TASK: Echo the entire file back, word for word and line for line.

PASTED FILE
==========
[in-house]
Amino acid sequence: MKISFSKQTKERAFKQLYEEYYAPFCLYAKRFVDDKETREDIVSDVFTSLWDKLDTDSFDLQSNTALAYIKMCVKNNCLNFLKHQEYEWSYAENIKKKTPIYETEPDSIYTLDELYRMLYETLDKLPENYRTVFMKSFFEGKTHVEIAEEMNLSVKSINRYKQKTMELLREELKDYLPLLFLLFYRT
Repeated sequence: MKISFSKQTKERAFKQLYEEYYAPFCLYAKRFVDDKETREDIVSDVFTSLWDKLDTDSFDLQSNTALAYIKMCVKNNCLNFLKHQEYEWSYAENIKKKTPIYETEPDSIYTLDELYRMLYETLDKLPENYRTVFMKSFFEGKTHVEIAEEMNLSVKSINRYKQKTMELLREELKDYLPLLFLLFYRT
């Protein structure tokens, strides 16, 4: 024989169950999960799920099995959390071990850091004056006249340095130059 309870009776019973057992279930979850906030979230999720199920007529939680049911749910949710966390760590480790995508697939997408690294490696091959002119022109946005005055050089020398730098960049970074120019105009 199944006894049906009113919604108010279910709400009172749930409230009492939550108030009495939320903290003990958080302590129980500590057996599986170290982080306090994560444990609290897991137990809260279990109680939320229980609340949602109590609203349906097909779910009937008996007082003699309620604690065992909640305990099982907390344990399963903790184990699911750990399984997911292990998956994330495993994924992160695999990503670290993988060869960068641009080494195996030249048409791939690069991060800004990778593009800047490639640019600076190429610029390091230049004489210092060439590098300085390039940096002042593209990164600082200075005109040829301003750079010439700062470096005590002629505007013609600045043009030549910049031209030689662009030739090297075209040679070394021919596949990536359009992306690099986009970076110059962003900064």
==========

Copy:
[in-house]
Amino acid sequence: MKISFSKQTKERAFKQLYEEYYAPFCLYAKRFVDDKETREDIVSDVFTSLWDKLDTDSFDLQSNTALAYIKMCVKNNCLNFLKHQEYEWSYAENIKKKTPIYETEPDSIYTLDELYRMLYETLDKLPENYRTVFMKSFFEGKTHVEIAEEMNLSVKSINRYKQKTMELLREELKDYLPLLFLLFYRT
Repeated sequence: MKISFSKQTKERAFKQLYEEYYAPFCLYAKRFVDDKETREDIVSDVFTSLWDKLDTDSFDLQSNTALAYIKMCVKNNCLNFLKHQEYEWSYAENIKKKTPIYETEPDSIYTLDELYRMLYETLDKLPENYRTVFMKSFFEGKTHVEIAEEMNLSVKSINRYKQKTMELLREELKDYLPLLFLLFYRT
């Protein structure tokens, strides 16, 4: 024989169950999960799920099995959390071990850091004056006249340095130059 309870009776019973057992279930979850906030979230999720199920007529939680049911749910949710966390760590480790995508697939997408690294490696091959002119022109946005005055050089020398730098960049970074120019105009 199944006894049906009113919604108010279910709400009172749930409230009492939550108030009495939320903290003990958080302590129980500590057996599986170290982080306090994560444990609290897991137990809260279990109680939320229980609340949602109590609203349906097909779910009937008996007082003699309620604690065992909640305990099982907390344990399963903790184990699911750990399984997911292990998956994330495993994924992160695999990503670290993988060869960068641009080494195996030249048409791939690069991060800004990778593009800047490639640019600076190429610029390091230049004489210092060439590098300085390039940096002042593209990164600082200075005109040829301003750079010439700062470096005590002629505007013609600045043009030549910049031209030689662009030739090297075209040679070394021919596949990536359009992306690099986009970076110059962003900064």